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Broncos' Roster Ranked No. 14 Most Talented by PFF

So much for the Russell Wilson effect.

For the last five years, analysts have looked at the Denver Broncos and said, 'This is a talented roster missing one thing: a franchise quarterback.' 

That was then. This is now.

The Broncos obliged those analysts and orchestrated a blockbuster trade with the Seattle Seahawks to acquire nine-time Pro Bowl quarterback Russell Wilson. Surely now the national pundits can appreciate this roster, right? Right? 


Ben Linsey of Pro Football Focus ranked the Broncos' roster as the 14th most talented in the NFL. Lindsey writes that Denver's secondary, oddly enough considering the arrival of Wilson, is its biggest strength. 

It's not quite the “No Fly Zone,” but Denver has put together a nice collection of talent in its secondary. Pat Surtain II looked like a veteran in his first season out of Alabama last year, as he gave up virtually nothing downfield in 2021 with just one reception allowed into his coverage on 14 targets of 20 or more yards. He and Justin Simmons head the unit entering 2022, but there aren't many weak points to attack with veterans Ronald Darby, K'Waun Williams, and Kareem Jackson rounding out the starting group. 

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Sure, the Broncos' secondary has a few high-profile names, which Lindsey highlighted, but I'm not sure I'd go so far as to call it the team's strength. This isn't 2015. 

If I'm ranking Denver's top strength, I'm zeroing in squarely on the offensive side of the ball. Specifically, I'd say the Broncos' shining strength boils down to the skill positions. Namely, quarterback, running back, wide receiver, and tight end — all the dudes (outside of the center) who touch the ball. 

What about weaknesses though? Lindsey points to linebacker as the biggest glaring vulnerability. 

Linebacker was one of the more common connections for the Broncos in the 2022 NFL draft, but they didn't end up prioritizing the position. That leaves Josey Jewell and either Jonas Griffith or Alex Singleton as the projected starting tandem with little in the way of depth behind them, particularly with Baron Browning expecting to transition to an on-ball outside linebacker role. Teams could look to exploit Singleton in coverage over the middle of the field after he earned just a 39.3 coverage grade with the Eagles in 2021.

I'll agree with Lindsey in this instance, if we're basing the question solely around personnel. The Broncos are banking on Jewell returning to the same form he showcased early last season before his season-ending pectoral injury. 

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The Broncos opted not to re-sign Alexander Johnson, in large part, due to the late-season emergence of Griffith in 2021. As impressive as he was (averaging 10-plus tackles per game), Griffith is the epitome of unproven, and while I anticipate that he'll win the other starting off-ball linebacker job next to Jewell, it's no guarantee.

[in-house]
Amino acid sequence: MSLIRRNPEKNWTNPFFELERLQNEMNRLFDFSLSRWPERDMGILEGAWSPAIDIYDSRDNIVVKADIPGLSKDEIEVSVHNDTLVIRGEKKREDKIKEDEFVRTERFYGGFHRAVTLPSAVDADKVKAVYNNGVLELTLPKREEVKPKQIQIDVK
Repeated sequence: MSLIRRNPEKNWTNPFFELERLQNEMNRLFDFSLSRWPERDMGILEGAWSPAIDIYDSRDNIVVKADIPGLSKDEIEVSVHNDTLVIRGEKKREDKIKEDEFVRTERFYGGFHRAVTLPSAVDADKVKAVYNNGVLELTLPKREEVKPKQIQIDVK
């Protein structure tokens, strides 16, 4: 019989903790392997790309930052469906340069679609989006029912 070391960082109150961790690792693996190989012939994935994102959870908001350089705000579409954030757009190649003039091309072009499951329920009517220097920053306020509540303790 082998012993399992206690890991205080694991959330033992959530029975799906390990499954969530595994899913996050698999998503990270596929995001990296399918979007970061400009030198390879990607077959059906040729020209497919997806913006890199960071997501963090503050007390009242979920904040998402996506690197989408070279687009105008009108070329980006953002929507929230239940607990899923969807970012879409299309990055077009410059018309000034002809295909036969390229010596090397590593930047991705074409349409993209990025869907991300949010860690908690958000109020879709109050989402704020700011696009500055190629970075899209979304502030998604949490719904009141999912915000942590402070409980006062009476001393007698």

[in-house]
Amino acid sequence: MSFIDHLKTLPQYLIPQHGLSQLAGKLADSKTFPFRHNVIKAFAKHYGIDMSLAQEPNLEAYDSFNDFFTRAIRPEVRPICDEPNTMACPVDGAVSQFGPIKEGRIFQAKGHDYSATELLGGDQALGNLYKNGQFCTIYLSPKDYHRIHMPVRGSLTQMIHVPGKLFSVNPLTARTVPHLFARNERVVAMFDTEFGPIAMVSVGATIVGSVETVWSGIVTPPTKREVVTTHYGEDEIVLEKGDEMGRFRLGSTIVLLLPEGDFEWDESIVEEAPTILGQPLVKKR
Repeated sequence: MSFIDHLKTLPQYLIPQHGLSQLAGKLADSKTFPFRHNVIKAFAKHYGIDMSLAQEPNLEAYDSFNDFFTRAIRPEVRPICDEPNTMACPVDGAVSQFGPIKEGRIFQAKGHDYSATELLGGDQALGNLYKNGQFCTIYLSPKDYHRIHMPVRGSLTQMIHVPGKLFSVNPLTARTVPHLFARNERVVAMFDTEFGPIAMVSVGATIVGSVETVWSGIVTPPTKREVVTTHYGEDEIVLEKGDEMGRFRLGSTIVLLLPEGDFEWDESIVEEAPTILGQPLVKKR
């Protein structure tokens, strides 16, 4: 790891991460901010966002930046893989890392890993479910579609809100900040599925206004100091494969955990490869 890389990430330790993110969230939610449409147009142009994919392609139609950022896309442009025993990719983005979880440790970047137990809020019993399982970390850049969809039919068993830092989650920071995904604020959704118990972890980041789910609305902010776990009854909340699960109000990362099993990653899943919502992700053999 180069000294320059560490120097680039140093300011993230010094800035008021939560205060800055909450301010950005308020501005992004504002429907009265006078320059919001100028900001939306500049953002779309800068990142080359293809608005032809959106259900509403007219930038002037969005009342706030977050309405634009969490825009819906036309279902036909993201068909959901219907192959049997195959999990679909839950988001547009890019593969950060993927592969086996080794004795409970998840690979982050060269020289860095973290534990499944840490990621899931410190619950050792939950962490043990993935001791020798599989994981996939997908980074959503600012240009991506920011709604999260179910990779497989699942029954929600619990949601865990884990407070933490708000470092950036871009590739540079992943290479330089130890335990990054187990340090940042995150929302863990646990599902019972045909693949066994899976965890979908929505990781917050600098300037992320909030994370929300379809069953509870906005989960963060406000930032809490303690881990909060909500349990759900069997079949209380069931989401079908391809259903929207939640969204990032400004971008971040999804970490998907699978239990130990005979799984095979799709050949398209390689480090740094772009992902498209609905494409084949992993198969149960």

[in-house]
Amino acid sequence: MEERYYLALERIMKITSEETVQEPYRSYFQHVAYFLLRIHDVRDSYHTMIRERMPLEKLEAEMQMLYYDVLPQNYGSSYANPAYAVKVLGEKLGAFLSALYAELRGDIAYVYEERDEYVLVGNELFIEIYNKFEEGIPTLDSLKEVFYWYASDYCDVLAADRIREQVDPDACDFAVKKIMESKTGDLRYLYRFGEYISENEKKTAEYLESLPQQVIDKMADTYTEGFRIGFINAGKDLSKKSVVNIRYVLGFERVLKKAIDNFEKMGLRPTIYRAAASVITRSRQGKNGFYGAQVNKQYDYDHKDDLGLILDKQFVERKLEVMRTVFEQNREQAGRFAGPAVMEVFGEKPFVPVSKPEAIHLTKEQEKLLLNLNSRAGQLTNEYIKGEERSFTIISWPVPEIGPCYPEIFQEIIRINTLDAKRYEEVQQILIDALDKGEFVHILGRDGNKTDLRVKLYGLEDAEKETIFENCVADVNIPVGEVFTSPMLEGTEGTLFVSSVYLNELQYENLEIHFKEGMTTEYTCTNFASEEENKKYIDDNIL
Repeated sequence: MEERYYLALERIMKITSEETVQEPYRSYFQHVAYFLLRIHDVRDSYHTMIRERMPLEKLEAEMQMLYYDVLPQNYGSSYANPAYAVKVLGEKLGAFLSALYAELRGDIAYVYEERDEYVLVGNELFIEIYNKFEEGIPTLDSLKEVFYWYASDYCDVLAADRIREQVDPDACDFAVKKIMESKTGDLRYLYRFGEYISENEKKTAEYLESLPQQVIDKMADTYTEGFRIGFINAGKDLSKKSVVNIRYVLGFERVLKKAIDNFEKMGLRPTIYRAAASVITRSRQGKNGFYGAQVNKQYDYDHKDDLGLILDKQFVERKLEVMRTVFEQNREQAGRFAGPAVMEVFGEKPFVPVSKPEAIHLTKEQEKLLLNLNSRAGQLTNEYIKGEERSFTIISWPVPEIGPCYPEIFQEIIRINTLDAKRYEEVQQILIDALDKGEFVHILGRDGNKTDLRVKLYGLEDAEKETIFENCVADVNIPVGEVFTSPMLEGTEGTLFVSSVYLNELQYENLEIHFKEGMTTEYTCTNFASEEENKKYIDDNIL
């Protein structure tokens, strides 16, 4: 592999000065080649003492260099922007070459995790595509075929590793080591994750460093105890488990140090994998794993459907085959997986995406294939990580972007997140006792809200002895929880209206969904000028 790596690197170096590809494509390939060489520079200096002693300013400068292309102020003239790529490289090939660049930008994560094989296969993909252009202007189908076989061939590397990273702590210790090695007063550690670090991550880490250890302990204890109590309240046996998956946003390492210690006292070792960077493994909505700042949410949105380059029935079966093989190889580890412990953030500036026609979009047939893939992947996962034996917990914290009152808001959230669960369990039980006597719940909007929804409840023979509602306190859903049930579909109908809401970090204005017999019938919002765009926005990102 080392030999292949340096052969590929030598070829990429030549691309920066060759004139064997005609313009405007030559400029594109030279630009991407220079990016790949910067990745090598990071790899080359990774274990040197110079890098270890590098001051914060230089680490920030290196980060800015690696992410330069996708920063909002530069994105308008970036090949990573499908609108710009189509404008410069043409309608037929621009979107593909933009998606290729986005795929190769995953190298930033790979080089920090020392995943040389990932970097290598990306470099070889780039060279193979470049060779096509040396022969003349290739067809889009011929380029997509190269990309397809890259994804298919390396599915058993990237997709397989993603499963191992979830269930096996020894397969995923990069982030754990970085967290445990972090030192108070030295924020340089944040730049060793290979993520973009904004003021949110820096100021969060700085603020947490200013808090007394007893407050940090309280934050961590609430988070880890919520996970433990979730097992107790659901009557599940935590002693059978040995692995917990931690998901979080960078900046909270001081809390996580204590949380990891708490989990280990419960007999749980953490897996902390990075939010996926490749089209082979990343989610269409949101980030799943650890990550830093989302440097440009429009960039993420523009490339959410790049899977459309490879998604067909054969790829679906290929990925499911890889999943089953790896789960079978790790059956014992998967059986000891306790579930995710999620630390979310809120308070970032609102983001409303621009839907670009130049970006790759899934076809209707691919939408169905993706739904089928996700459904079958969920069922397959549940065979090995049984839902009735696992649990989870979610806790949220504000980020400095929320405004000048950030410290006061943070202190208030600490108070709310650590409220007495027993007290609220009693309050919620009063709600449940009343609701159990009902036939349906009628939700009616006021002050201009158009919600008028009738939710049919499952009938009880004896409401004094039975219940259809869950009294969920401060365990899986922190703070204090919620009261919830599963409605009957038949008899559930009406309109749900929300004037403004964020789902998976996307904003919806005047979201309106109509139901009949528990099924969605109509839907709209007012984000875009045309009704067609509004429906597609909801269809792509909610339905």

This makes the team's decision to move Browning to rush linebacker all the more questionable as the Broncos have plenty of bodies to defend the edge, especially in light of the Randy Gregory signing and drafting of Nik Bonitto. What the defense is lacking is bonafide talent off the ball. 

Lastly, Lindsey put his finger on the Broncos' biggest 'X-factor' in 2022. 

Through four NFL seasons, Bradley Chubb has had two fairly productive seasons with at least 50 quarterback pressures to go with two injury-shortened campaigns (2019 and 2021). He has yet to develop into the kind of player that Denver was looking for when it drafted him fifth overall in the 2018 draft. Offseason additions such as Randy Gregory and Nik Bonitto should provide a spark to the Broncos' pass rush, but they would like to also see more out of a healthy Chubb this season.

What it Means

We're literally in the midst of the slowest period on the NFL calendar — that six-week gap between the end of the offseason training program and training camp. 'Tis the season for arbitrary lists like this one from PFF. 

Is a No. 14 ranking too low for Denver? Considering Wilson's arrival, and which teams checked in higher than the Broncos, those who answer 'yes' to that question have an argument. 

At the end of the day, however, it's absolutely meaningless offseason fodder. But at the very least, we have something Bronco-related to sink our teeth into whilst we kill time leading up to training camp. 

For that, perhaps some thanks are in order for PFF. 

Follow Chad on Twitter @ChadNJensen.

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